Audience, Purpose, and Form are closely interrelated, yet many bloggers tend to overlook or neglect it. They impact on your choice of content and use of language.
Writing content is such an open and vast landscape, where anyone can write anything but by being aware of the APF Guidelines, you give yourself a specific boundary to work with.
Frankly, it’s crucial to have boundaries because many writers have a set topic but then wander off to completely unrelated points. A simple realization of these guidelines before you start writing will ensure better-targeted content and further please your loyal readers – I can almost guarantee it, but it’s up to you how you implement these techniques and reap the best out of it.
Audience: Who are you writing for?
In choosing the style of your writing, you need to have a clear idea of who constitutes your audience. How can you write or create pieces that suit your audience? Research your readers’ interests before you write. Simply by looking over your “Popular Posts” and “Most Commented” will give you a rough idea. The key is to follow your audiences’ likes and avoid their dislikes as best as you can. Now, you can’t please every single reader but deliver to the majority and respect the minority. Once you hit the big shelves, you don’t need to worry about this technique because your audience follows you.
Audience: This isn’t a democracy, It’s a dictatorship.
Your audience dictates the style of your writing. “Style” refers to the ‘manner’ of writing; that is, whether your style is formal or informal as discussed here. Writing styles can also be described within these broad categories, for example as flowery, plain, elegant.
- Formal Writing is appropriate for factual and professional niches and any writing that is aimed at an audience expecting an official address. For example, the Google Blog and such use formal writing (most of the time) as a sign of respect from a business point of view.
- Informal Writing is appropriate at many levels, too, but it is normally used to create everyday content in around a relaxed atmosphere. Informal writing is NOT incorrect; it is simply writing that assumes a friendlier and relaxed relationship between you and your audience. My favorite example for this is Best Mattress Reviews blog which delivers sleep advice in a social and “informal” tone.
Describe Your Audience
If you write steps on the key features of your topic, this will help you to grasp your readers’ attentive points in mind. The most prominent indicator to keep in mind is that it’s your content, your readers, and your authority. If the first two don’t appreciate one another, the third will be an unreachable and distant dream. Always ensure that you focus your writing to suit your readers.
Remember, a free mind can produce exceptional content.
It’s significant to have a definite plan in your head or even better write it down before you blow on to your laptop and start blogging. Now, personally I know many bloggers that use this method and is fairly comfortable with it, but what if I said there’s an even better way for you to produce even better content? Well, read on.
Every day, when I sit down at my desk, crack my fingers and start to plan my content for the day – I ask myself “What is the purpose of my content?” A simple question, but one I believe that can have the most complicated answer. Some days a simple “Tell my readers about a new Twitter tool” is all I answer to that question, and I start drafting. On the other hand, some days I would spend 30 minutes or more trying to develop a reasoned sketch for my content.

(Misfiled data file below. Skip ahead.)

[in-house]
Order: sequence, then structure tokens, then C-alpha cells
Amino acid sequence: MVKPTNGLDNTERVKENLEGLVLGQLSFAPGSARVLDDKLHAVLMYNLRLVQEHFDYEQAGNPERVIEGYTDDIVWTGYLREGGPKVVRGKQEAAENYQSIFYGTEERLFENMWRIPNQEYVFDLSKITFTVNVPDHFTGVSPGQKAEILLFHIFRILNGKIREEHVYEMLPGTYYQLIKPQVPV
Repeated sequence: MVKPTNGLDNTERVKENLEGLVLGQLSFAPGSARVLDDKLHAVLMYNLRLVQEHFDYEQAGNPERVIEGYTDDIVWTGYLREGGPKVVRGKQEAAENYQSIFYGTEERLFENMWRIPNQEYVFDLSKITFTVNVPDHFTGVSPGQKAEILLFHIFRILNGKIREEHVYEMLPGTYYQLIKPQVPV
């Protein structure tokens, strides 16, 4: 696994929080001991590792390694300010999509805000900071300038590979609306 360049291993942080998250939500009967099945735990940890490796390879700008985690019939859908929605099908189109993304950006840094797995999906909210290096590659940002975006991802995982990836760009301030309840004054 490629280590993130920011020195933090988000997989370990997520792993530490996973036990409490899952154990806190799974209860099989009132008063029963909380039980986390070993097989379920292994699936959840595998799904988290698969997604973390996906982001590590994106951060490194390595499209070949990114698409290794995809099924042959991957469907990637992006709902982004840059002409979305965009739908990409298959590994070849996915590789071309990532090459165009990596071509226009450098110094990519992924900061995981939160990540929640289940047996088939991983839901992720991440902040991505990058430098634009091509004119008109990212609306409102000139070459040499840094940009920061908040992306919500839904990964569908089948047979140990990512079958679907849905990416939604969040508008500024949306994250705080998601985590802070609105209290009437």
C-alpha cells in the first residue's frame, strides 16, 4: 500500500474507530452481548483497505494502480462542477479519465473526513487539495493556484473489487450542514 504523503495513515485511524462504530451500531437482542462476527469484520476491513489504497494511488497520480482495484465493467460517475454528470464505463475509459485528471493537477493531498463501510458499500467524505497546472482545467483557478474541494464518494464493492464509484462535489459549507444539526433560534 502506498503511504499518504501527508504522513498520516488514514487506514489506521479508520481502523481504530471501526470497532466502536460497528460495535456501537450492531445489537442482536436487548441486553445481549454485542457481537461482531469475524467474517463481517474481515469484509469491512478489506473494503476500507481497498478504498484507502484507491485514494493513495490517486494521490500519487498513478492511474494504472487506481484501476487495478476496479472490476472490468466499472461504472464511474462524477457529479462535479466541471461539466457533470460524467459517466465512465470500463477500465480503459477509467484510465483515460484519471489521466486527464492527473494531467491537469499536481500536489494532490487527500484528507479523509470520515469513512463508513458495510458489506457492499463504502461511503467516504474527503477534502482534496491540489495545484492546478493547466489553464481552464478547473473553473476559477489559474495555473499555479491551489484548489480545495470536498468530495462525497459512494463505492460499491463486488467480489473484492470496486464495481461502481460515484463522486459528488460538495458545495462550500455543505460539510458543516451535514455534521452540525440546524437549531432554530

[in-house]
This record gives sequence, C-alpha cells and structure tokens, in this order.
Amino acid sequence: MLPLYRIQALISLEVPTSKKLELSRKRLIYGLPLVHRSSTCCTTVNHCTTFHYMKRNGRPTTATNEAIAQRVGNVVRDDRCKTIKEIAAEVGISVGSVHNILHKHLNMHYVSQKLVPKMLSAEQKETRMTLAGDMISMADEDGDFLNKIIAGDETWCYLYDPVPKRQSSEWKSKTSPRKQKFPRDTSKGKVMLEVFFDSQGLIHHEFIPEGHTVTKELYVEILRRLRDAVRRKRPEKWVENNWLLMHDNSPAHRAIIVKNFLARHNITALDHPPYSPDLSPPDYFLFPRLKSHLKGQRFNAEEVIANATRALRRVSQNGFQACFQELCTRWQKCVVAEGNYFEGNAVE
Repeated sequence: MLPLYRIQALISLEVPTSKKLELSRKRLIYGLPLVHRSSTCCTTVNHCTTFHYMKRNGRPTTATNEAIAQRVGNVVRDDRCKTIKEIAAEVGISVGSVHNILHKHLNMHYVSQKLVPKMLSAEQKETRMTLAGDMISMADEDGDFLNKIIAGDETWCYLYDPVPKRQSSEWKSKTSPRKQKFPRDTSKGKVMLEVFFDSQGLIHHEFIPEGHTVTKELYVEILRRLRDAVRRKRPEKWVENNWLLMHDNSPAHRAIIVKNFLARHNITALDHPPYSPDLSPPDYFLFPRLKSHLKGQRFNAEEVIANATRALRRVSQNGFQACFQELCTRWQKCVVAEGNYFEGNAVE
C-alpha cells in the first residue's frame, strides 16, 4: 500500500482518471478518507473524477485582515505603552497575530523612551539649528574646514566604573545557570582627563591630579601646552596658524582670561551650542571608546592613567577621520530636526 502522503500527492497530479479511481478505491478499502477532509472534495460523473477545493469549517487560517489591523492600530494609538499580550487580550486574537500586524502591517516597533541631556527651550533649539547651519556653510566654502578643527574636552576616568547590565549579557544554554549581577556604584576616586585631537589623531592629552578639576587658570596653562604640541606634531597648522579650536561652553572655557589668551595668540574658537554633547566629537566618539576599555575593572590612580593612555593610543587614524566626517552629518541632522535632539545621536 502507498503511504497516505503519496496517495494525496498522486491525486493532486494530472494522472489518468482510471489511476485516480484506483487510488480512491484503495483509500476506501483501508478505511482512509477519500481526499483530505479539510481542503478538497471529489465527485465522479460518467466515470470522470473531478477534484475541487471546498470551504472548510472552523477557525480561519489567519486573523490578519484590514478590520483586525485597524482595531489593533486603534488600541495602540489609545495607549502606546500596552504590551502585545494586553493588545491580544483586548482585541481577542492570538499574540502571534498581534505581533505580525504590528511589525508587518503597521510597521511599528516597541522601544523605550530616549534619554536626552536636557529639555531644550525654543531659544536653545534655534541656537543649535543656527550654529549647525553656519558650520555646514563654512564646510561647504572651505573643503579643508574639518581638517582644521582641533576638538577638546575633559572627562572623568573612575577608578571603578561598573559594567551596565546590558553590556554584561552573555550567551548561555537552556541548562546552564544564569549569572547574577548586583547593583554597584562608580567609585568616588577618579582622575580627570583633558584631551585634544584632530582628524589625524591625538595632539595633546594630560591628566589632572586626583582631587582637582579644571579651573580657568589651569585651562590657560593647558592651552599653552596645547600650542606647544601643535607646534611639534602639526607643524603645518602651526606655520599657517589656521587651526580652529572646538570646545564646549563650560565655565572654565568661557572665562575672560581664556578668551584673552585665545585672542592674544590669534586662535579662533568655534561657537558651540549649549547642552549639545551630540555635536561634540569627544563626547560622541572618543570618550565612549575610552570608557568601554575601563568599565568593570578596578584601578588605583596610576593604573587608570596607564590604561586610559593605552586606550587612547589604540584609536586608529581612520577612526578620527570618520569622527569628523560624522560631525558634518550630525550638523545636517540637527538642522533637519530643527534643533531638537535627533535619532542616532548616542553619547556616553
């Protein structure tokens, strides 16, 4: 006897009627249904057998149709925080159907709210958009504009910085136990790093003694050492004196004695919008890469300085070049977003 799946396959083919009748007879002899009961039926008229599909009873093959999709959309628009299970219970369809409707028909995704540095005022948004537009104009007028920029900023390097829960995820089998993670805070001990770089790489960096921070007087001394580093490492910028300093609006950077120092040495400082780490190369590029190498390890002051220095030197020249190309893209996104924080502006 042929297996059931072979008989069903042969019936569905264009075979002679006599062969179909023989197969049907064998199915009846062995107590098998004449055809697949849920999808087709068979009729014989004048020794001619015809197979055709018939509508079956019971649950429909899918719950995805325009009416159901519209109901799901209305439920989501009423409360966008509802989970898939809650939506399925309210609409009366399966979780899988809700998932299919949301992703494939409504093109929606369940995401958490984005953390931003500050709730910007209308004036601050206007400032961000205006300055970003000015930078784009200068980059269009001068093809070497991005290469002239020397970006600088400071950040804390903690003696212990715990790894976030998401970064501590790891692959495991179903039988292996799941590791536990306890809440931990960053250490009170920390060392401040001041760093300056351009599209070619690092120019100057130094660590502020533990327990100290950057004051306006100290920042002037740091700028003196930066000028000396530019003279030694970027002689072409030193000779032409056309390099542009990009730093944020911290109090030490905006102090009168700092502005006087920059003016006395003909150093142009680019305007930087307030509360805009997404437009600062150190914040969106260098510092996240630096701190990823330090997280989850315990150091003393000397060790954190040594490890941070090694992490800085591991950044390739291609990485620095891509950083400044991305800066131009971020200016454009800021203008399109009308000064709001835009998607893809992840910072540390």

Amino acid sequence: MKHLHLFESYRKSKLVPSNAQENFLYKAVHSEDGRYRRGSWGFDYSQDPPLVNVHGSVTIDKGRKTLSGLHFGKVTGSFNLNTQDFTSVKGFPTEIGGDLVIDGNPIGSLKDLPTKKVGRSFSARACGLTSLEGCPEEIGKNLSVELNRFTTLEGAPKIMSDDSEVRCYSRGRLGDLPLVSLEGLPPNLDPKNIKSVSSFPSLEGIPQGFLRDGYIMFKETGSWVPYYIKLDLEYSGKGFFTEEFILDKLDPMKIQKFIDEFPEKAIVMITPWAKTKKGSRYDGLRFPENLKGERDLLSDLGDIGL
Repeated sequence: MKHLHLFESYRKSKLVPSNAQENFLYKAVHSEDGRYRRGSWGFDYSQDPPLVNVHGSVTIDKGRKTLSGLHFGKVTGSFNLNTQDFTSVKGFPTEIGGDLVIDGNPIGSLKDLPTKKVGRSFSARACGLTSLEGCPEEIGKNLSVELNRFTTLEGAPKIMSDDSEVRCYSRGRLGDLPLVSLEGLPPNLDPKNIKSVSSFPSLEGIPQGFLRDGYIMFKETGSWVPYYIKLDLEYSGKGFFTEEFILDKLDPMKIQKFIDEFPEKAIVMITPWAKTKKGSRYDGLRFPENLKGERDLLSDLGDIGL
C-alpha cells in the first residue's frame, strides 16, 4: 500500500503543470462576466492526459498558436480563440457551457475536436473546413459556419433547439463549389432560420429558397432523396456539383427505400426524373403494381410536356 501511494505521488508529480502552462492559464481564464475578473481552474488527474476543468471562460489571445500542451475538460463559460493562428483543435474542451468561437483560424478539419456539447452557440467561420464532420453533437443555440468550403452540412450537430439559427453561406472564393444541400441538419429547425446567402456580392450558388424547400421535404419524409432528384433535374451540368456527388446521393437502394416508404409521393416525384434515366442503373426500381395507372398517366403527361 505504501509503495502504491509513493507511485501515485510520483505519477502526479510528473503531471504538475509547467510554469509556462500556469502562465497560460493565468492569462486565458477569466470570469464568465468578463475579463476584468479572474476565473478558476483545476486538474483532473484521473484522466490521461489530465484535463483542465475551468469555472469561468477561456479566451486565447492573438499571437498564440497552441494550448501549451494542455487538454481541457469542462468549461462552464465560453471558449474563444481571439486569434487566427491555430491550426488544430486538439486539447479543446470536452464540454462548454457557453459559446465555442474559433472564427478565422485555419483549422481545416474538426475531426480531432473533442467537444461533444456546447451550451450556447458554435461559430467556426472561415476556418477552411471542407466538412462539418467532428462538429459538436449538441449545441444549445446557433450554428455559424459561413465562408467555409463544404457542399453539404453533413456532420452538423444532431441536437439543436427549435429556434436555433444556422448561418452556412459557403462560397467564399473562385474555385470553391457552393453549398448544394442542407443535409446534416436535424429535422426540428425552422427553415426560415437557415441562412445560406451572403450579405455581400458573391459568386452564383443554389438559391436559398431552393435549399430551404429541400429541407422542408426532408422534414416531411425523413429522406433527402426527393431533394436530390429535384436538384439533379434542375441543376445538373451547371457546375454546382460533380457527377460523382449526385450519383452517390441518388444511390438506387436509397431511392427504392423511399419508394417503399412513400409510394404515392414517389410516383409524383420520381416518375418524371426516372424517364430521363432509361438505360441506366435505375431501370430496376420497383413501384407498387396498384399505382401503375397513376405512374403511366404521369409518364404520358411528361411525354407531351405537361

A writer with a distinct mind and a pure goal will produce clear content. Assuredly, that would be an optimum writer in his/her prime. Having said that, you can’t always keep up this prime, with blogging as a part-time hobby – your social and daily life can be stressful and frustrating.
It’s not as easy as just coming home from work or school, sitting down and producing brilliantly thought out material. That is exactly why I take the time to question myself and plan ahead even if I have world-breaking news – I always follow this simple pre-step.
When I first commenced employing this tactic, I was always tempted to say “I’m doing it because I want to delight my readers” and while that may be true for many of you as well, you need to think of the immediate purpose of the article you’re about to write.
Perhaps you’ve drafted a quick news report to inform your readers? Or maybe you’re writing about a preceding happening within a certain perspective of blogging? Whatever your purpose is, it is essential that you have it prominently in your mind and prevent it from fluctuating as you think of new ideas or emit another.
I’ve come up with a list of “common” writing purposes, and you can manipulate them to kick-start your critical thinking;
- Answer a question
- Create an atmosphere
- Develop an idea
- Discuss a statement
- Elicit a response
- Explain or Inform
- Give instructions
- Argue a case or point
- Develop a theory
- Present your point of view
Make it timely
The shelf life of content continues to get shorter, especially on social media. Knowing this you want to feature accurate, relevant and timely insight that speaks to what’s happening right now.
If you’re an expert on a hot news topic, create a special edition newsletter to showcase your expertise. In it, explain both sides of the issue and what it means for your customers. For example, if you own a landscaping business and there’s a temporary hosepipe ban this summer, you can make suggestions on ways to keep your greens green during the ban.
Unfortunately, there isn’t a scientific formula to it. There are, however, things you can do to inspire customers to pass along your content – and not just with an “FYI” note, but with a “must read” endorsement.
Apply these tips to the next set of content posts and watch as engagement rates rise and sharing takes on a life of its own.